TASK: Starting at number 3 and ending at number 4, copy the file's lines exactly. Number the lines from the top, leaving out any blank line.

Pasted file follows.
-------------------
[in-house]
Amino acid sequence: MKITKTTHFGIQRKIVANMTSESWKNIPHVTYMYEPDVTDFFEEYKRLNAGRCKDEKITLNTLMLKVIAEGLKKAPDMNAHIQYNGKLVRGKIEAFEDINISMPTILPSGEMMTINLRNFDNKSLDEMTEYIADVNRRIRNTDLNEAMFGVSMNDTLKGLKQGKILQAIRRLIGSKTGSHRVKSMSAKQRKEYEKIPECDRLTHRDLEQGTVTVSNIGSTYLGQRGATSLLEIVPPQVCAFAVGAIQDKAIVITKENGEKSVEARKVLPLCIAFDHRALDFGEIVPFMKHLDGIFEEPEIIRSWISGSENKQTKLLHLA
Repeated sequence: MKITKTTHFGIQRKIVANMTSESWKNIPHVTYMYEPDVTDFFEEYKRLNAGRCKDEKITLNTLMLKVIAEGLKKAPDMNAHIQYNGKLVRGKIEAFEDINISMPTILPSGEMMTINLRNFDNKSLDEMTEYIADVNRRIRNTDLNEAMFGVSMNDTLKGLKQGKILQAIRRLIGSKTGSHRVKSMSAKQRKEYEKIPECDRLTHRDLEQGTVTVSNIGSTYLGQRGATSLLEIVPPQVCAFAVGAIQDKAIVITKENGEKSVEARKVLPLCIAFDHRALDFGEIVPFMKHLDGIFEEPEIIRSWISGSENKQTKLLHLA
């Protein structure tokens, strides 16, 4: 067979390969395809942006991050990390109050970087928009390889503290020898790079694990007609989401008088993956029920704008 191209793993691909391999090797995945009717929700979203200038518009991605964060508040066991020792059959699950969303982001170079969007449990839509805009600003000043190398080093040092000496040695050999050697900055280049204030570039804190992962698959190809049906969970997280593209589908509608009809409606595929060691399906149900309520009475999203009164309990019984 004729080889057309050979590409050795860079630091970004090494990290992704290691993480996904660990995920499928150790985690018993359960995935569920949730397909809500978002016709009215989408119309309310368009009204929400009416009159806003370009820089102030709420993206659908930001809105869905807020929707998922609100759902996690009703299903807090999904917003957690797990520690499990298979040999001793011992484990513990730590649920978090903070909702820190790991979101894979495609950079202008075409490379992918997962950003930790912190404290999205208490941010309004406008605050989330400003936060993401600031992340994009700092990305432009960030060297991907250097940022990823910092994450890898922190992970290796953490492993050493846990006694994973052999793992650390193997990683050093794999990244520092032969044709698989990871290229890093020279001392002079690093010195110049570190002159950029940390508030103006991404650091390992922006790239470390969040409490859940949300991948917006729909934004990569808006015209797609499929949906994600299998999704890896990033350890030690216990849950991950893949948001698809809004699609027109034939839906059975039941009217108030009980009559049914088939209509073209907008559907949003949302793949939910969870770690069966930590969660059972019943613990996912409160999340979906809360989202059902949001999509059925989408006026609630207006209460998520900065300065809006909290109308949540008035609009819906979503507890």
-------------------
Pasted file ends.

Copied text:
Repeated sequence: MKITKTTHFGIQRKIVANMTSESWKNIPHVTYMYEPDVTDFFEEYKRLNAGRCKDEKITLNTLMLKVIAEGLKKAPDMNAHIQYNGKLVRGKIEAFEDINISMPTILPSGEMMTINLRNFDNKSLDEMTEYIADVNRRIRNTDLNEAMFGVSMNDTLKGLKQGKILQAIRRLIGSKTGSHRVKSMSAKQRKEYEKIPECDRLTHRDLEQGTVTVSNIGSTYLGQRGATSLLEIVPPQVCAFAVGAIQDKAIVITKENGEKSVEARKVLPLCIAFDHRALDFGEIVPFMKHLDGIFEEPEIIRSWISGSENKQTKLLHLA
């Protein structure tokens, strides 16, 4: 067979390969395809942006991050990390109050970087928009390889503290020898790079694990007609989401008088993956029920704008 191209793993691909391999090797995945009717929700979203200038518009991605964060508040066991020792059959699950969303982001170079969007449990839509805009600003000043190398080093040092000496040695050999050697900055280049204030570039804190992962698959190809049906969970997280593209589908509608009809409606595929060691399906149900309520009475999203009164309990019984 004729080889057309050979590409050795860079630091970004090494990290992704290691993480996904660990995920499928150790985690018993359960995935569920949730397909809500978002016709009215989408119309309310368009009204929400009416009159806003370009820089102030709420993206659908930001809105869905807020929707998922609100759902996690009703299903807090999904917003957690797990520690499990298979040999001793011992484990513990730590649920978090903070909702820190790991979101894979495609950079202008075409490379992918997962950003930790912190404290999205208490941010309004406008605050989330400003936060993401600031992340994009700092990305432009960030060297991907250097940022990823910092994450890898922190992970290796953490492993050493846990006694994973052999793992650390193997990683050093794999990244520092032969044709698989990871290229890093020279001392002079690093010195110049570190002159950029940390508030103006991404650091390992922006790239470390969040409490859940949300991948917006729909934004990569808006015209797609499929949906994600299998999704890896990033350890030690216990849950991950893949948001698809809004699609027109034939839906059975039941009217108030009980009559049914088939209509073209907008559907949003949302793949939910969870770690069966930590969660059972019943613990996912409160999340979906809360989202059902949001999509059925989408006026609630207006209460998520900065300065809006909290109308949540008035609009819906979503507890």